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Was the EU Data Retention Directive ever transcribed into English law?

If so, the Draft Investigatory Powers Bill 2015 would appear to be somewhat moot?

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The Data Retention Directive (DRD) was written in 2006, in 2009 the UK implemented the DRD as the Data Retention Regulations (DRR). However, in 2014 the European Court of Justice (ECJ) rules the DRD was non-compliant with the Charter of Fundamental Rights of the European Union (CFR). The DRD was annulled and so was all implementing legislation. As an aside, countries which were fined for NOT implementing the DRD were reimbursed.

For a report on the whole affair you might like to read this:

Cole, M., & Boehm, F. (2014). Data Retention after the Judgement of the Court of Justice of the European Union.

  • Thank you. But the Draft Investigatory Powers Bill 2015 would appear to be very similar to the DRD? – Ben Nov 11 '15 at 12:10
  • I am not completely familiar with the draft of that bill. The ruling of the ECJ in the case of the DRD vs the CFR interpreted (actually, it was based on previous precedents on multiple other cases) that blanket data retention violated articles 7 and 8 of the CFR. So to compare the two in terms of legality that's probably the key point, does the draft bill propose retaining all data (even if it is 'only' metadata of communications) before there is any suspicion? Opinion - it is entirely plausible they are similar and the bill, if enacted, is illegal (and may be challenged later). – Dr. Thomas C. King Nov 11 '15 at 12:13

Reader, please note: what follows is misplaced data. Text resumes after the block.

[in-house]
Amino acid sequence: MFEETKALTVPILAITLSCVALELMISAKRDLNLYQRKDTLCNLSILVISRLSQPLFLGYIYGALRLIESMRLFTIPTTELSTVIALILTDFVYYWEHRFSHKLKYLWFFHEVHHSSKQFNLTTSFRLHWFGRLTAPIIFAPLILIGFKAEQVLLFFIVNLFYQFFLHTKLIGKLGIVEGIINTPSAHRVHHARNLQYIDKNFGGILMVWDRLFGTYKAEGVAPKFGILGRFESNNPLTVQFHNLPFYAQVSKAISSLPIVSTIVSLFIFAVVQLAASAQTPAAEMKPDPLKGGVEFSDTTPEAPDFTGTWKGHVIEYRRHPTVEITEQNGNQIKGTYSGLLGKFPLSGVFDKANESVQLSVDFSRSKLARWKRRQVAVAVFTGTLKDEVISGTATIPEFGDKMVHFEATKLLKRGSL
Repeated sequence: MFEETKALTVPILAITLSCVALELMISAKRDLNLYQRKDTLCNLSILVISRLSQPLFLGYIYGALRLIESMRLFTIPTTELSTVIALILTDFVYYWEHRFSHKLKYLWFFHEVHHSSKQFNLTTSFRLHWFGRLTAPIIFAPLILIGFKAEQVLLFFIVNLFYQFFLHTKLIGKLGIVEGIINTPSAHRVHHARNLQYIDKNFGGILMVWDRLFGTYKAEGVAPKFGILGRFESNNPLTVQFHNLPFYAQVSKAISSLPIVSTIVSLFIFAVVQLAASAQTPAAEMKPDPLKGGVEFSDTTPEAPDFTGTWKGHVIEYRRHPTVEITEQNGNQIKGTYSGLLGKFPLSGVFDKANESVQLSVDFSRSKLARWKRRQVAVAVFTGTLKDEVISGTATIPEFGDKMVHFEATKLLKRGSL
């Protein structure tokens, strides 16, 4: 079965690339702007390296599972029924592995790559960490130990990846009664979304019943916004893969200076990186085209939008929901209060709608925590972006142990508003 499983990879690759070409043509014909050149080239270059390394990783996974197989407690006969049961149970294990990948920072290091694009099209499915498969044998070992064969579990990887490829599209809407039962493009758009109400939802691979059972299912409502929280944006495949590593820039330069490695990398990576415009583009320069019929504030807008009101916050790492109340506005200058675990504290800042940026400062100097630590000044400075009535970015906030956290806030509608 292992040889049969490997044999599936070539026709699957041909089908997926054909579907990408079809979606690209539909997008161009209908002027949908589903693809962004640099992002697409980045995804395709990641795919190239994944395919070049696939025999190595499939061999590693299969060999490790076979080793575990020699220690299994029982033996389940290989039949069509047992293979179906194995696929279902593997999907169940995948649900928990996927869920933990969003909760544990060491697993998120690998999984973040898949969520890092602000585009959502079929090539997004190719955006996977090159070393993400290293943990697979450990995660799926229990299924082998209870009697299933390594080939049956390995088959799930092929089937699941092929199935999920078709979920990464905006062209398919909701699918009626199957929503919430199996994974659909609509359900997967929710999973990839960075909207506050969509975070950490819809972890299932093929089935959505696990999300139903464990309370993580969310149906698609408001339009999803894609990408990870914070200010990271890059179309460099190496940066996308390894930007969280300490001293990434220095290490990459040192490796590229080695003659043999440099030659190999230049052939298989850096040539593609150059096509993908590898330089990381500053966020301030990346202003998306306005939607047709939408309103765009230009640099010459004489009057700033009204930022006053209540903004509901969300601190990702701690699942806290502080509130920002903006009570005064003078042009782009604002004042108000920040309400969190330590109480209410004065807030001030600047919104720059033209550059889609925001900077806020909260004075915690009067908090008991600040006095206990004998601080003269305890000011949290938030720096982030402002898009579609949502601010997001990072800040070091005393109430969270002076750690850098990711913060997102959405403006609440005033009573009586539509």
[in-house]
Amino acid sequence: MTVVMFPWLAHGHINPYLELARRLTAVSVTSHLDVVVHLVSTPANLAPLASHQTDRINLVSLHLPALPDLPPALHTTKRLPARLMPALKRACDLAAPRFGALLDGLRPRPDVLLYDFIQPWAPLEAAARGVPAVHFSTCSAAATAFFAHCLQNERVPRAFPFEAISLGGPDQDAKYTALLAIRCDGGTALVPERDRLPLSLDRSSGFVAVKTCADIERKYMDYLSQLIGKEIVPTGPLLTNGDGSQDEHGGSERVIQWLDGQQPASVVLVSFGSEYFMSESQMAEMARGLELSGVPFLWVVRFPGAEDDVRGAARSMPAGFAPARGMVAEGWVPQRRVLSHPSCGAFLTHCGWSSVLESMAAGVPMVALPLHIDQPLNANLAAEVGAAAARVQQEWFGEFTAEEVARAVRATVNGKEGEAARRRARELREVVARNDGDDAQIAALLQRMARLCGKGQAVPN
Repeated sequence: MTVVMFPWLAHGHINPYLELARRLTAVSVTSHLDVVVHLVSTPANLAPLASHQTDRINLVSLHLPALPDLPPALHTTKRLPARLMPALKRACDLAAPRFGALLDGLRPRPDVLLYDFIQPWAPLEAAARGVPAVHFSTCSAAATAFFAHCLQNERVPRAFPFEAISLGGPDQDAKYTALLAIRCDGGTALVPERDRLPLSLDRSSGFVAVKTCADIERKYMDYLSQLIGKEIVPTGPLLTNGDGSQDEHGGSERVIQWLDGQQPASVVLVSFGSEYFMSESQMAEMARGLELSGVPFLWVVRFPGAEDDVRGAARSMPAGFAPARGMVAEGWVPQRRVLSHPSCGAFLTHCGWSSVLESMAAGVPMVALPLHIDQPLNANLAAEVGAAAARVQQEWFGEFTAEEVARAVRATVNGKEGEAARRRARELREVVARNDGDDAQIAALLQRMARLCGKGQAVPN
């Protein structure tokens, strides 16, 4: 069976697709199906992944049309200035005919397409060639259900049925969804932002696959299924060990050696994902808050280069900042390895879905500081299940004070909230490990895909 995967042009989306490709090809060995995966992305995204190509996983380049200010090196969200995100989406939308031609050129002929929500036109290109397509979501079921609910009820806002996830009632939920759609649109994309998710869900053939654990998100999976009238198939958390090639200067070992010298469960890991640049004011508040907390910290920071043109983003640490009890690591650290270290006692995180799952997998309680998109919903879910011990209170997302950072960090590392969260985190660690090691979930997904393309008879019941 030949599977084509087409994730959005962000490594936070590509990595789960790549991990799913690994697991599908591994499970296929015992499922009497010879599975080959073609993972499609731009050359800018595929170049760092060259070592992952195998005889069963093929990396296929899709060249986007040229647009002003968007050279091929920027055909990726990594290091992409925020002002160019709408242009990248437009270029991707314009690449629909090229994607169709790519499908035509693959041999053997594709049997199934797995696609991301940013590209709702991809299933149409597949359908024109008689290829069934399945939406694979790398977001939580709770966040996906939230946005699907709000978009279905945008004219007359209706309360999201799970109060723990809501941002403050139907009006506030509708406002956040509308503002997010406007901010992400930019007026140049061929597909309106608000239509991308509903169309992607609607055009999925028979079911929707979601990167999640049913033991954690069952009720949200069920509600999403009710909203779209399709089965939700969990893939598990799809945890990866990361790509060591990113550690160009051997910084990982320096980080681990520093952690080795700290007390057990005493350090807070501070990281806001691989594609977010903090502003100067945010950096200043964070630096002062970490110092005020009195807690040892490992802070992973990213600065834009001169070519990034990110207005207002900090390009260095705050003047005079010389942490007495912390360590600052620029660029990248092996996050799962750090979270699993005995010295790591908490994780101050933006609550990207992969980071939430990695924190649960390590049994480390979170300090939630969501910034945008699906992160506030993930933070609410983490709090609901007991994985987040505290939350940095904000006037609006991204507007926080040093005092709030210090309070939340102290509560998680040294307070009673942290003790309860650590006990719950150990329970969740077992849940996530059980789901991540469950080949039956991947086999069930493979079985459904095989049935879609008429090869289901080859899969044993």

• Yes. Metadata for upto 12 months. Onus is on the network providers (ISPs etc) to retain Internet Connection Records (ICRs). Link: gov.uk/government/uploads/system/uploads/attachment_data/file/… – Ben Nov 11 '15 at 12:15
  • In that case, the length of retention is identical to the UK's now annulled DRR. There may also be further differences though. The CFR has an exception (article 52 if I recall correctly) stating if the regulations are proportional and necessary to preserve other's rights then they are not subject to the CFR's regulations. So, perhaps in the new bill there will be regulations to try and except it. Furthermore, another problem with the DRD was that there was no obligation for data to be protected or stored within the EU, perhaps that is also rectified. – Dr. Thomas C. King Nov 11 '15 at 12:18
  • When it comes to EU legislation transcribed into nation-state law. If the original EU legislation is annulled, is the transcription also automatically anulled? – Ben Nov 11 '15 at 12:24

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